For 6-belts, we can separate them into 3 pairs, and mix the 3 pairs. But we haven’t find a finite splitters setting for mixing 3 loads.

To investigate this problem more, lets study the algebra for the splitter matrix. We can easily found these porperties

$\displaystyle S_{ij} = S_{ji}$

$\displaystyle S_{ij} \cdot S_{lm} = S_{lm} \cdot S_{ij}$ for $i,j, l, m$ are all different

$\displaystyle S_{ij} \cdot S_{jk} \neq S_{kj} \cdot S_{ji}$

I guess there are somethings interesting for a ring-setting , for example, for 4-belts, $S_{12} \cdot S_{23} \cdot S_{34}$. But I cannot figure it out. I guess there is some kinds of group structure for the splitter matrix, could be an isomorphism to 2-body exchange group ?

## Goodness of Fit

In this post, we discussed the Goodness of Fit for a simple regression problem.

In nuclear physics, the data we collected are plotted in histogram, and we have to fit the histogram to find the energies and resolutions. This is another class of problem for Goodness of Fit.

In general, depends on how we treat the data,

• treat it as a regression problem with error for each data follows Poisson distribution.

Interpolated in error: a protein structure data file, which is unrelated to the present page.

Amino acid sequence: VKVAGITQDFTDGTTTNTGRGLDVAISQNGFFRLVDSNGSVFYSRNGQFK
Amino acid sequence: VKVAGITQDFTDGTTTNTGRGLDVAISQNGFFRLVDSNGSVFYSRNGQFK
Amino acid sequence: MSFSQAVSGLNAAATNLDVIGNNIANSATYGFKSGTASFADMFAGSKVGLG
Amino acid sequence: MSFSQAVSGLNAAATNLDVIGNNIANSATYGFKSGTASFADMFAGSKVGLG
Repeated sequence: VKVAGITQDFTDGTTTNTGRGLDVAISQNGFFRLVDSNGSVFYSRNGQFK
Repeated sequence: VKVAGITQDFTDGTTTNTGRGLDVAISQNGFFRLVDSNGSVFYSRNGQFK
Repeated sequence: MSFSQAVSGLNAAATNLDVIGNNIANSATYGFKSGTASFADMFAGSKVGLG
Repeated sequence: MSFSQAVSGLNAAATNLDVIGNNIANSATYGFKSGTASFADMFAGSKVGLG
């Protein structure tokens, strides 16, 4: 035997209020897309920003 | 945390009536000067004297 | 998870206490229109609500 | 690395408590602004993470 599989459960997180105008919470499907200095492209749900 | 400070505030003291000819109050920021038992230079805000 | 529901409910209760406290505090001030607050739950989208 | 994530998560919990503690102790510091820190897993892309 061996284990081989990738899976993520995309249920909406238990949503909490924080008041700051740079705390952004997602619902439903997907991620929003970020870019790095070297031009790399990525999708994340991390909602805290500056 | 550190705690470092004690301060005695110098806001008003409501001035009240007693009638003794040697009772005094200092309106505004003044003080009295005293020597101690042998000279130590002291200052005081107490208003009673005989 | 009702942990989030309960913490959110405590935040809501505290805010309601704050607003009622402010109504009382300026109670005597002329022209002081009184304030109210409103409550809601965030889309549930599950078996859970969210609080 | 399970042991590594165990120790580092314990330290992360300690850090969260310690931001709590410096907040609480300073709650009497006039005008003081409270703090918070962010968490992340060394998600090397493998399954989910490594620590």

• treat it as a testing hypothesis that what is the chance for the experimental distribution be observed, given that the model distribution is truth?

For the regression problem, there are 2 mains metrics, one is the R-squared, and the another is the chi-squared.

For the testing hypothesis, the experimental data is tested against the null hypothesis, which is the model distribution. A common method is the Pearson’s chi-squared test.

Note that the chi-squared and chi-squared test are two different things, although they are very similar in the algorithm.

Another note is that, please keep in mind that there are many things not discussed in below, there are many details and assumptions behind.